Author: Elie Wiesel
Genre: Historical fiction, Nobel Prize Winner
I hate to give this novella anything but a five-star rating. Elie Wiesel’s memoir, Night, is an amazing read; he is an incredible person. I admire him tremendously for having the courage to write a raw account of his experiences during the Holocaust; for spearheading the building of the Holocaust Memorial Museum in Washington, DC, and for his advocacy in speaking out against intolerance, racism, and hatred. His writing has become a voice for the millions who have been silenced, and those who are still suffering.
I have long admired Elie Wiesel for reaching out beyond his religious and cultural community to work towards equality for all. No, he is not without some controversy: I don’t agree with his admiration and support for Netanyahu, and some of his remarks in regards to Palestinians are definitely questionable. He’s not perfect. No one is (nope, not even President Obama). But I wholeheartedly admire the man and what he has accomplished as a whole.
I did not, however, love Dawn. Dawn is the fictional story of a young Holocaust survivor, Elisha, who is recruited by the Movement – what I believe to be based upon the real-life Irgun, a Zionist paramilitary organization that operated between 1931 and 1948 – to become a freedom fighter in British-controlled Palestine. The entire novella takes place over the span of one night. Elisha is tasked with assassinating a British officer who has been kidnapped, as retribution for the capture and hanging of a fellow freedom fighter. Over the course of the night, Elisha wrestles with his conscience, God, and the ghosts of his family, over what he is tasked to do.
“You are the sum total of all that we have been,” said the youngster who looked like my former self. “In a way we are the ones to execute John Dawson. Because you can’t do it without us. Now, do you see?”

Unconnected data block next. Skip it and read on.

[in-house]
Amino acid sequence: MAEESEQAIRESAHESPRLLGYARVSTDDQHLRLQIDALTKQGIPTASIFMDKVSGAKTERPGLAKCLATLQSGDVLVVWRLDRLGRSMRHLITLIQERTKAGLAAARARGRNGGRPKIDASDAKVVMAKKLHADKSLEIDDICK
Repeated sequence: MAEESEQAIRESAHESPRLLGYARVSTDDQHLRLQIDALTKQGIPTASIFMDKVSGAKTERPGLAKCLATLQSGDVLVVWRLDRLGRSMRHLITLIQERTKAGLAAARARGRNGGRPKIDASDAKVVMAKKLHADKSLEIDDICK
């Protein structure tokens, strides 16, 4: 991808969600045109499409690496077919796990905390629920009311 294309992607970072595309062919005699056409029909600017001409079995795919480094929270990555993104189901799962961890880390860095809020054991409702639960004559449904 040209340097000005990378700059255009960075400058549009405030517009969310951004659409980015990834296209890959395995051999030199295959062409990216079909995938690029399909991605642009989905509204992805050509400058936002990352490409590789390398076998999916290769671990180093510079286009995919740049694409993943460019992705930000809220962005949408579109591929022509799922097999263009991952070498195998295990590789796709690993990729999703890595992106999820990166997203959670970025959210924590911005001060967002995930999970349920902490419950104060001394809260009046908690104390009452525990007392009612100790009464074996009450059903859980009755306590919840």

I was beginning to understand. An act so absolute as that of killing involves not only the killer, but, as well, those who have formed him. In murdering a man I was making them murderers.
The writing in Dawn is just as beautiful as in Night. And the story brings up some important ethical and philosophical questions that Wiesel brings up in the preface: “How are we ever to disarm evil and abolish death as a means to an end? How are we ever to break the cycle of violence and rage? Can terror coexist with justice? Does murder call for murder, despair for revenge? Can hate engender anything but hate?”
My problem is that these questions are not appropriately addressed in such a small book. What is left is the feeling of justifying a person’s acts of terror by blaming the enemy. An idea in which I vehemently disagree. Wiesel may very well be making this very point in this novel: that treating an innocent person (John Dawson) the same way you (Elisha) were treated when you were powerless, is just as hideous an act as the acts of terror committed against you. But the impression the story gives leans towards the opposite.
“On the day when the English understand that their occupation will cost them blood they won’t want to stay,” Gad told us. It’s cruel – inhuman if you like. But we have no other choice. For generations we’ve wanted to be better, more pure in heart than those who persecuted us. You’ve all seen the result: Hitler and the extermination camps in Germany. We’ve had enough of trying to be more just than those who claim to speak in the name of justice. When the Nazis killed a third of our people just men found nothing to say. If ever it’s a question of killing off Jews, everyone is silent; there are twenty centuries of history to prove it. We can rely only on ourselves. If we must become more unjust and inhuman than those who have been unjust and inhuman to us, then we shall do so. We don’t like to be bearers of death; heretofore we’ve chosen to be victims rather than executioners. The commandment Thou shalt not kill was given from the summit of one of the mountains here in Palestine, and we were the only ones to obey it. But that’s all over; we must be like everybody else. Murder will not be our profession but our duty. In the days and weeks and months to come you will have only one purpose; to kill those who have made us killers. We shall kill in order that once more we may be men…”
The philosophical underpinnings of Dawn deserve a longer book, but somehow, plotwise, Dawn has too much padding. Yes, I know that sounds like I am completely contradicting myself! I feel that this is a small little book that doesn’t know quite what it wants to be, and is one of the weaker works out of all that Elie Wiesel has written.